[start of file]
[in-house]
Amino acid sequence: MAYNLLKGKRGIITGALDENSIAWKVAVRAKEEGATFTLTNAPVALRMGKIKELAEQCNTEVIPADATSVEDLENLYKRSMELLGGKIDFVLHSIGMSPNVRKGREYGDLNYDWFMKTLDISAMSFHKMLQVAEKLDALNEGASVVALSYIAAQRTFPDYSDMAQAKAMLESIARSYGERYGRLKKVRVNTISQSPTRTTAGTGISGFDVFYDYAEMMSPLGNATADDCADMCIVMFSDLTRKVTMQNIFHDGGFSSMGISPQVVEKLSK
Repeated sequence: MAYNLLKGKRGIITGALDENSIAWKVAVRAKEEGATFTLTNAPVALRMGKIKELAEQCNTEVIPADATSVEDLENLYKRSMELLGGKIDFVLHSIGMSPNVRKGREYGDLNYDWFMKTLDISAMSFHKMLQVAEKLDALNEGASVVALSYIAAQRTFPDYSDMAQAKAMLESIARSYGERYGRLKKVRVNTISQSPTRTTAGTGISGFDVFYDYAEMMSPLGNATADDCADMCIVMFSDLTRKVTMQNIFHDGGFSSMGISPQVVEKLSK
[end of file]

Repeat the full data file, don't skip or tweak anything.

[in-house]
Amino acid sequence: MAYNLLKGKRGIITGALDENSIAWKVAVRAKEEGATFTLTNAPVALRMGKIKELAEQCNTEVIPADATSVEDLENLYKRSMELLGGKIDFVLHSIGMSPNVRKGREYGDLNYDWFMKTLDISAMSFHKMLQVAEKLDALNEGASVVALSYIAAQRTFPDYSDMAQAKAMLESIARSYGERYGRLKKVRVNTISQSPTRTTAGTGISGFDVFYDYAEMMSPLGNATADDCADMCIVMFSDLTRKVTMQNIFHDGGFSSMGISPQVVEKLSK
Repeated sequence: MAYNLLKGKRGIITGALDENSIAWKVAVRAKEEGATFTLTNAPVALRMGKIKELAEQCNTEVIPADATSVEDLENLYKRSMELLGGKIDFVLHSIGMSPNVRKGREYGDLNYDWFMKTLDISAMSFHKMLQVAEKLDALNEGASVVALSYIAAQRTFPDYSDMAQAKAMLESIARSYGERYGRLKKVRVNTISQSPTRTTAGTGISGFDVFYDYAEMMSPLGNATADDCADMCIVMFSDLTRKVTMQNIFHDGGFSSMGISPQVVEKLSK